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and in his own life, he talked about in his own personal journey, that work was never finished. >> yes. he said to us at one point, that his life in some ways should be seen as a struggle of light and dark. and in the end, light won. >> it did win. it is shakespearean, as you said earlier. this is a man who i think should be seen as a story of redemption. it makes it more interesting. i think it's more accurate, ultimately. >> redemption earned over -- 40 years. >> two decades. >> 40 years ago was chappaquiddick, this summer. and that is a monumental event in his life. and i think you can see the last 40 years as an effort to let the better angels of his nature, in lincoln's phrase, win out. and i think ultimately they did. >> we're going to talk a little more about the role in the family early on. but he was cast in a way, in the early years, as the rebel, the
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care-free son. >> he was the last brother. he was the youngest. imagine having joseph kennedy, a war hero, john kennedy, a president, shot down. robert kennedy, shot down, a martyr's death. it was unlikely, in many ways, that he would become the bearer of the torch. but he did bear it. and i think with a kind of -- ultimately, a kind of grace. but again, we have to see it as a journey, that is, as churchill said, both triumph and tragic. >> and what did you see as his principal power in the senate? >> interestingly, he seemed to be this liberal caricature. you know, i grew up in the south. and the worst thing you could say about someone in the reagan years was they were a tip o'neill/ted kennedy democrat. that was terrible. but he was able, when he was in that cloak room, and in the corridors of capitol hill, to be
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a real collegial lawmaker. i think you saw that with the first president bush's statement. and you see a lot, i think, of -- you will see, ultimately, an enormous bipartisan tribute to him because he believed in, as we've talked about, getting things done. and i think that's very much part of the kennedy legend. and the kennedy way of being. if you're in the arena, you're there to do something. >> yes. and we heard senator john mccain say to george stephanopoulos on sunday, that he was the indispensable man. he had become the indispensable senator. so good to see you. thank you, jon. we're going to turn, again, to the weather now. we have so much more on the senator's family, including the kennedy family and the road ahead. sam? >> diane, chris. we're going to look a little bit at what will steer, what we believe is a developing tropical system on the eastern seaboard. later today, we'll see danny start to form here. and we'll watch it track to an area of high pressure and a strong jetstream along the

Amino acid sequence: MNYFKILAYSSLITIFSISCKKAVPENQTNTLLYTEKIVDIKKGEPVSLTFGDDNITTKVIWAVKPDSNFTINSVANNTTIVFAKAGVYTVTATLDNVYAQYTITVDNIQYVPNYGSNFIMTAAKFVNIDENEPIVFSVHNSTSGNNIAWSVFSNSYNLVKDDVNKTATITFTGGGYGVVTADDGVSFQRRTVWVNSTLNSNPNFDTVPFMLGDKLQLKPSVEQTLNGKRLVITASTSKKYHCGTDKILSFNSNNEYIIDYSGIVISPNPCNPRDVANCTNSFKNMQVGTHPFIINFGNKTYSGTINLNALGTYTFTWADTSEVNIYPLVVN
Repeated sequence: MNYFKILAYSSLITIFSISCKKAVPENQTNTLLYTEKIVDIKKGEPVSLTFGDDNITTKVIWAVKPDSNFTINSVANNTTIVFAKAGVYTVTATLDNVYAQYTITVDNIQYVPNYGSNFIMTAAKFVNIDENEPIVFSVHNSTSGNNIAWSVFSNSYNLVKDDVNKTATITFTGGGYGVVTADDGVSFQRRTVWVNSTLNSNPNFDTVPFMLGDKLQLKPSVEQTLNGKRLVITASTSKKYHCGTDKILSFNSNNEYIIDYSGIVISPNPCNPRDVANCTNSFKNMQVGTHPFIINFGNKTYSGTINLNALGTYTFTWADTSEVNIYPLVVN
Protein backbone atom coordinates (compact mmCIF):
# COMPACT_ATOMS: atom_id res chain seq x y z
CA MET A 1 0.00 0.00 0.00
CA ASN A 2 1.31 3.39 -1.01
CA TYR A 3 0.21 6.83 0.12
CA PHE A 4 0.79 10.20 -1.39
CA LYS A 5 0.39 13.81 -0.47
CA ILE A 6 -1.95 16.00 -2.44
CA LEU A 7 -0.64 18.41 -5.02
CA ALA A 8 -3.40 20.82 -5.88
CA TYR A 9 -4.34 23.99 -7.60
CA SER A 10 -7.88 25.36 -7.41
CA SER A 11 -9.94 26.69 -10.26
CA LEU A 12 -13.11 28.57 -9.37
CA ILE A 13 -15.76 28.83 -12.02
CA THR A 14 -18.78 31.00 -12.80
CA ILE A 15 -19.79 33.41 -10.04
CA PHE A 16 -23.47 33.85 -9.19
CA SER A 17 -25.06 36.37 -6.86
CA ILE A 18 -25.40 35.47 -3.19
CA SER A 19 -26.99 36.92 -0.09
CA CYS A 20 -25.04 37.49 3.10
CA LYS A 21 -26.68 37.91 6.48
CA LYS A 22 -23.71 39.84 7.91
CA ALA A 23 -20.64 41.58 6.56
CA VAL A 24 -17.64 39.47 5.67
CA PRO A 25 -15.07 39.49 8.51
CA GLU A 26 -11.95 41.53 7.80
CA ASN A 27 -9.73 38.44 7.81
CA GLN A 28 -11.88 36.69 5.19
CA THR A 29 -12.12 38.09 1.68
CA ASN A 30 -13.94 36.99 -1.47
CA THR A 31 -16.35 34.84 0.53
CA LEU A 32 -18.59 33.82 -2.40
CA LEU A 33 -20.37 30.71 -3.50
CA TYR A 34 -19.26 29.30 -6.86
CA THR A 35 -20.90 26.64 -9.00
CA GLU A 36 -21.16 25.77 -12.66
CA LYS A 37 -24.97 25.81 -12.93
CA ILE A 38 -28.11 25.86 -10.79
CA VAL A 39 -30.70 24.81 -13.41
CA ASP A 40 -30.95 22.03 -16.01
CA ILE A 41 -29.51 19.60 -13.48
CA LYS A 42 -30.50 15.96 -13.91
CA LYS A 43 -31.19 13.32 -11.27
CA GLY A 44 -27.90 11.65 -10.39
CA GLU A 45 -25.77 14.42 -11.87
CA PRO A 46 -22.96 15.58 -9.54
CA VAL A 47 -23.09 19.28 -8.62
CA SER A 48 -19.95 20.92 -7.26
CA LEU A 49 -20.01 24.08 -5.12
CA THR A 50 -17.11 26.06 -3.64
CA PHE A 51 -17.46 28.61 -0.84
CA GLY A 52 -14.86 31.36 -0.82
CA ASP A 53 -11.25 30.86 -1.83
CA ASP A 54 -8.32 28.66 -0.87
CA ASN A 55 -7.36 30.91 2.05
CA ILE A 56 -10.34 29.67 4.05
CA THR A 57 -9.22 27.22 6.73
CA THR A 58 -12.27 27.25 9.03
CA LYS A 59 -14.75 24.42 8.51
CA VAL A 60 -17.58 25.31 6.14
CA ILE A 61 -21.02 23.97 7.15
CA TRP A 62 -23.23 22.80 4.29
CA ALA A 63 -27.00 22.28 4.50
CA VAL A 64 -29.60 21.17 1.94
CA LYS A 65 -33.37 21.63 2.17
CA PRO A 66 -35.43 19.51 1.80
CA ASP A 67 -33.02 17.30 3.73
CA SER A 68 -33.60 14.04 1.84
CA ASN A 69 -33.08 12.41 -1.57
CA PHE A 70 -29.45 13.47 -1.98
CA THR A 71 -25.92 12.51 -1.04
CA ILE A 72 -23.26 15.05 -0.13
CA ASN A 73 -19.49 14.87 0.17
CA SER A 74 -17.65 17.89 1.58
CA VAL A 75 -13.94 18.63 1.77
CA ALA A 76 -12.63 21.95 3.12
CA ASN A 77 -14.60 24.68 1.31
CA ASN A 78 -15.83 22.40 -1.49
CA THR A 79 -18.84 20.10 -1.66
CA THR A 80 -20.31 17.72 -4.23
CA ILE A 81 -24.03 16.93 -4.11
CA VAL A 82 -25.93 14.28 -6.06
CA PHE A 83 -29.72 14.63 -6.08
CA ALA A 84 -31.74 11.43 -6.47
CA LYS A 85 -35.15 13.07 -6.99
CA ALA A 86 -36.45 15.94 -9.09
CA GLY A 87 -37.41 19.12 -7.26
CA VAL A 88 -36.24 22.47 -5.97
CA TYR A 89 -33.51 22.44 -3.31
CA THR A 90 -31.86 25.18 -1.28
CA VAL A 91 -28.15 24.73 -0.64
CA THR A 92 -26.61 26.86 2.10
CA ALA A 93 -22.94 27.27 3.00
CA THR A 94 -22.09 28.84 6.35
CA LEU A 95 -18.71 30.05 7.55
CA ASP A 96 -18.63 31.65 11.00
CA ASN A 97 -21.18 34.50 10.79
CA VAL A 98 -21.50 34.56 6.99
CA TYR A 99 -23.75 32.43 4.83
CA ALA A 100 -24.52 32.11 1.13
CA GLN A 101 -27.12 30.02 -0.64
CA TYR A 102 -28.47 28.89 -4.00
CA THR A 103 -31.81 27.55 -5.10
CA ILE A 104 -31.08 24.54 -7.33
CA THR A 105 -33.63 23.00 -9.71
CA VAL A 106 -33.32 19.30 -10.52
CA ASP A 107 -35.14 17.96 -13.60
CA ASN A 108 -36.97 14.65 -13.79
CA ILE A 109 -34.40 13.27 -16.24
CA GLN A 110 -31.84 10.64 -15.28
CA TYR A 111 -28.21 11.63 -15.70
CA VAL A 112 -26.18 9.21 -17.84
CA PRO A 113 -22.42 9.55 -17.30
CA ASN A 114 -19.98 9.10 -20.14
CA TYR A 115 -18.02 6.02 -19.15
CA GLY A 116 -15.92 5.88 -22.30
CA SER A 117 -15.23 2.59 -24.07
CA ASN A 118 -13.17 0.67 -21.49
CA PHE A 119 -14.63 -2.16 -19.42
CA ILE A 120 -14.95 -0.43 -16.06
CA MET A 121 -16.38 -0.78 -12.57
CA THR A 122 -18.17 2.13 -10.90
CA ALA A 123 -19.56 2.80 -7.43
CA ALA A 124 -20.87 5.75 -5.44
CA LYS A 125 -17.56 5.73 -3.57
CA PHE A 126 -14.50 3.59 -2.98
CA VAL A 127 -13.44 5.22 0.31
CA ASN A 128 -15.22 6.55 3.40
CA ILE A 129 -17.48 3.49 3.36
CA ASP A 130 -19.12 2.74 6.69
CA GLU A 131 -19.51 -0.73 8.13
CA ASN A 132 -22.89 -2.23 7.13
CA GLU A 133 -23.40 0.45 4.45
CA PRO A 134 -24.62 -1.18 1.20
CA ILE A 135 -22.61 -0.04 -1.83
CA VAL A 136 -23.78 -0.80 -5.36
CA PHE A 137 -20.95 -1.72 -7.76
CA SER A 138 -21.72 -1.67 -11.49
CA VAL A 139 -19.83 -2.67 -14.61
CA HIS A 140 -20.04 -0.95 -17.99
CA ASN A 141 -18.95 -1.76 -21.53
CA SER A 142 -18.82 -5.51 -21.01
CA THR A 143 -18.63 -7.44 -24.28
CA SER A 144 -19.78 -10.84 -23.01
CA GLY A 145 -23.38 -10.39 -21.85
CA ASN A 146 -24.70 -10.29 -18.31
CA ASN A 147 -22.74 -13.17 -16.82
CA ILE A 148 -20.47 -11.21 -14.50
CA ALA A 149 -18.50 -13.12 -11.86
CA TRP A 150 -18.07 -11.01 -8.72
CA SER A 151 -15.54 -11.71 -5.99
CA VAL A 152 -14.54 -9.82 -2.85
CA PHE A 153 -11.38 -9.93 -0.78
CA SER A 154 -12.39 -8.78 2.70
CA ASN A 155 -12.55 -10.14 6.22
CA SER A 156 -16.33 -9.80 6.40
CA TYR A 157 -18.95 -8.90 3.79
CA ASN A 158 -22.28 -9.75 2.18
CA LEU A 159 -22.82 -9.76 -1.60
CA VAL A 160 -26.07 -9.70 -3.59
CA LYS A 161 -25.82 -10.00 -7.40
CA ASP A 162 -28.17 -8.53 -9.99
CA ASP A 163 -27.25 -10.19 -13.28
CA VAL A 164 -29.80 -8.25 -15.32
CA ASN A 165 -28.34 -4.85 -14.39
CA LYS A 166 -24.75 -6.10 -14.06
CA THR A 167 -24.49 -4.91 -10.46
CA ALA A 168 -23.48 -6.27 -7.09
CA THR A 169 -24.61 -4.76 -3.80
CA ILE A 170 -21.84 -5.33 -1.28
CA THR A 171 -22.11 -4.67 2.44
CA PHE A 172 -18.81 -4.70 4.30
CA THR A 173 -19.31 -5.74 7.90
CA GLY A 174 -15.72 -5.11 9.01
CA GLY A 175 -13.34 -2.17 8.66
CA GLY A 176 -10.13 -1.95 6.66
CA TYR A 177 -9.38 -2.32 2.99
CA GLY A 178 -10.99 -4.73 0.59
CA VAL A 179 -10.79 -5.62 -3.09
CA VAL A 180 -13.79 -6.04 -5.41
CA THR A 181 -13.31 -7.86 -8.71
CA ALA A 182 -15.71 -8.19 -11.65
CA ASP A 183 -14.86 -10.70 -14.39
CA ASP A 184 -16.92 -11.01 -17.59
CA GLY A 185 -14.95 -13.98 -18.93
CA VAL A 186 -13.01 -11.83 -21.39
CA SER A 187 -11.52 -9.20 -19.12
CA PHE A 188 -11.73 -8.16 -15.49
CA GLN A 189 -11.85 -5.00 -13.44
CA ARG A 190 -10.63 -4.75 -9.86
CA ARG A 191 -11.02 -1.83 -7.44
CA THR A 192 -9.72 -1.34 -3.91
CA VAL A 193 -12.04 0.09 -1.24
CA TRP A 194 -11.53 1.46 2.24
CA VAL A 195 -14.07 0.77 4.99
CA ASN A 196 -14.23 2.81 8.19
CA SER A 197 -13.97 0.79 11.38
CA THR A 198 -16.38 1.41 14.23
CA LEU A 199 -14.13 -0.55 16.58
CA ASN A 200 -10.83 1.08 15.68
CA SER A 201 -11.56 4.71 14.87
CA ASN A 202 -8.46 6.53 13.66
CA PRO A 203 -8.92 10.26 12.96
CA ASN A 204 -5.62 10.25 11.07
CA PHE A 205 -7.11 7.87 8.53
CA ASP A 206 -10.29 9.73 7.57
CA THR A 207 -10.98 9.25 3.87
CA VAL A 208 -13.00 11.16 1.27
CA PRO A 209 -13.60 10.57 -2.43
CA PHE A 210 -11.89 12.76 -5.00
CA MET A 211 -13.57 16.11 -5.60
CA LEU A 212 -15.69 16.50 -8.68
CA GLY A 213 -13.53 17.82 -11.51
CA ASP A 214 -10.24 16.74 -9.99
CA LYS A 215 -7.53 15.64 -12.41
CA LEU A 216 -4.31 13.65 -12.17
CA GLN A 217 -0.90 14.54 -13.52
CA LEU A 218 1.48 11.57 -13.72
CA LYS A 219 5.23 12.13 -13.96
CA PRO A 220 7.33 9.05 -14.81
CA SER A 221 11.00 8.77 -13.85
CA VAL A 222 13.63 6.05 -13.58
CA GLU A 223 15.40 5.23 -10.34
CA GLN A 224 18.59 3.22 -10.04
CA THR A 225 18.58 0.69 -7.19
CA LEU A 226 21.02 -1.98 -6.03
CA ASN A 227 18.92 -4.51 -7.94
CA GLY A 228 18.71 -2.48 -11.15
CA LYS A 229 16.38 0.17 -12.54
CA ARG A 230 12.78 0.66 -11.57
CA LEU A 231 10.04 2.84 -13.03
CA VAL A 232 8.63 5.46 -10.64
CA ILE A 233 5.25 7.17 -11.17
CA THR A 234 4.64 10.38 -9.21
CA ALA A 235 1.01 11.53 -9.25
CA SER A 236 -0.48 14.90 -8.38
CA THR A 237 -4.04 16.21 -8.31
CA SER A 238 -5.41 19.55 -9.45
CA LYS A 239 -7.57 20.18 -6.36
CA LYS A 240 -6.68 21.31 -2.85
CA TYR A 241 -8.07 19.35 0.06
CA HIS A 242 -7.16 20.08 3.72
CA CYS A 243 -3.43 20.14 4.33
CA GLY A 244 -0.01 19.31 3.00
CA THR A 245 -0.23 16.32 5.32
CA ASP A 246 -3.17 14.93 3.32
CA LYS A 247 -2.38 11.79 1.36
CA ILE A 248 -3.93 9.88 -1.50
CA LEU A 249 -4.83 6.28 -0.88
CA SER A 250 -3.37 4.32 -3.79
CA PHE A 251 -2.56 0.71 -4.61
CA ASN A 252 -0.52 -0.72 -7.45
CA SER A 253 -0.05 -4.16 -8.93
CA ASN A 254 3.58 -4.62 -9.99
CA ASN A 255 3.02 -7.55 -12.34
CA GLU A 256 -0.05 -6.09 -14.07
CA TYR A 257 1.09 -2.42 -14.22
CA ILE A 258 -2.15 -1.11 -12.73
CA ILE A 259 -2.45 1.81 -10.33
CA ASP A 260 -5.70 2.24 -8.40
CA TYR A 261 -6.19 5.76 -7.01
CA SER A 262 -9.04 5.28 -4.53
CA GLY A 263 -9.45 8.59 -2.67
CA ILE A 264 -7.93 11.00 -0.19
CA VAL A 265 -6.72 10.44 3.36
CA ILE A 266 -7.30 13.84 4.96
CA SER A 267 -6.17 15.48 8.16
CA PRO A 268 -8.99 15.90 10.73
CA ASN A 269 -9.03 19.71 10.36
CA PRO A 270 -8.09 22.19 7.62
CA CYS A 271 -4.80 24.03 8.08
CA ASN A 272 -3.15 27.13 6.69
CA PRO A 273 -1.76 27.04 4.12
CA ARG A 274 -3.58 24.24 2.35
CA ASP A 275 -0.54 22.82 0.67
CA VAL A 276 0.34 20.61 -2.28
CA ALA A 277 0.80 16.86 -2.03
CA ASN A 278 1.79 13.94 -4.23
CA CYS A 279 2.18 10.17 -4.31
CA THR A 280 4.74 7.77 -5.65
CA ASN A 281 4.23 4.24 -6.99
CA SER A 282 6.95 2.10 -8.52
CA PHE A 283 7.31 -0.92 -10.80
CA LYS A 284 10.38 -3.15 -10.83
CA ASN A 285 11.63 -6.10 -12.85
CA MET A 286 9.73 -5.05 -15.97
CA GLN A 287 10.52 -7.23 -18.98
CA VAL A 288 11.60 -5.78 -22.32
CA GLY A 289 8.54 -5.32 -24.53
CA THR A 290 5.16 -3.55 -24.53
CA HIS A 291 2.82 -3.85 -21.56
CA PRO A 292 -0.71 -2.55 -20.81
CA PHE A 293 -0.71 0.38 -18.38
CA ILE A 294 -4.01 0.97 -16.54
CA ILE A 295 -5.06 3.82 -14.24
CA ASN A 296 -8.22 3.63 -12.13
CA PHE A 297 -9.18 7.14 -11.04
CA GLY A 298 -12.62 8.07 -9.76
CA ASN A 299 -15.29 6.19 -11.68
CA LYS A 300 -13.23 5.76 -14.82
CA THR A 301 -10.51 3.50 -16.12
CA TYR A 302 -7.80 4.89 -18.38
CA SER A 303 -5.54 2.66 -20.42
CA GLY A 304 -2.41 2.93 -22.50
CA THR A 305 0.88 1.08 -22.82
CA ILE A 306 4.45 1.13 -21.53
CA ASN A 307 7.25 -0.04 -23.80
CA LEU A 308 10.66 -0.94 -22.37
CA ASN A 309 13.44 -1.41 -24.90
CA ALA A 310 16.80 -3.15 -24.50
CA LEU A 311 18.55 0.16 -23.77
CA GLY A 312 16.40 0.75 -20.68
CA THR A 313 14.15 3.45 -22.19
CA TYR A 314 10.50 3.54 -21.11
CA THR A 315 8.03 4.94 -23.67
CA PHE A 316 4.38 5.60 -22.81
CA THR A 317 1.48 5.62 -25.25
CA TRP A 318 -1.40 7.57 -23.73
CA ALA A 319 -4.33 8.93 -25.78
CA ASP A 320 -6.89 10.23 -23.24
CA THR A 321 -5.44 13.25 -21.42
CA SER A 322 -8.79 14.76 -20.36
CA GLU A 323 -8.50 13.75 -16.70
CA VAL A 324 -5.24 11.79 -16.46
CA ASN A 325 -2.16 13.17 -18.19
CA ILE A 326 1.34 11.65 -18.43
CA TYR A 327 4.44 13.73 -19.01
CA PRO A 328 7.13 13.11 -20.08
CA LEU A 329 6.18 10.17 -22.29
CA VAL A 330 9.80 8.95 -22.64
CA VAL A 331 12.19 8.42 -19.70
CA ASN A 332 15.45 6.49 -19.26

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coast. almost do a bill. but a little closer to the coastline is our thought here. we're telling everyone in the carolinas and points north, to watch. close to the carolinas and outer banks close to friday. off the shore of new york. also into boston and maine, by the time we get into the weekend, saturday and sunday. in some kind of form, clouds, wind and rain, part of that system. and the heat that continues to roar in the southwest, will develop and push into the northwest. even the coastal areas will get warm. by spokane, 95 on friday. phoenix with heat advisories. for 111 on friday. and l.a., very dry conditions just outside the l.a. area, right for some red flag warnings and high fire danger there. back into texas, and the heat. houston at
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and all of that weather was brought to you by carnation instant breakfast, diane. >> thanks, sam. and when we come back, cokie roberts is going to join us. he knew the family well. >> she did. and senator kennedy worked alongside ten presidents. but his relationship with barack obama was something special. we're going to talk about that, right after the break. (announcer) taking a family of four to an ice cream shop
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it is time, now, for barack obama. >> there is senator ted kennedy. of course, his most recent stardom, endorsing barack obama for president. such a huge moment at the convention. >> pivotal. and we want to bring in cokie roberts, our abc news political analyst. i want to start with family first, cokie. i know you have seen the families through the past months. give us a sense of what it was to be at the center of this last rock of the family faltering. >> i think it must have just been incredibly difficult for everybody because ted kennedy became the father to this whole family. a role that was certainly not expected for him to take on, as the youngest of nine children. but he did. and, you know, rose and joseph kennedy ended up with 69
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great-grandchildren. so, that is -- those are all the children whose lives he affected so mightily. and i think, you know, not only having to be such a rock and a patriarch, as his family's statement said about him, but also going through so much tragedy, diane. losing his nephews, two of bobby's sons. and of course, john jr., such a tragic loss. at the same time, that he was, you know, having to sort of be there, as the guy walking the women down the aisle for the weddings and being there at the baptisms of the babies. >> watching him at memorial, after memorial, how he did it. >> that's the question, cokie. how the adversity shaped him as a man, and as a leader. >> i think tremendously. both in terms of the tragedies of the family.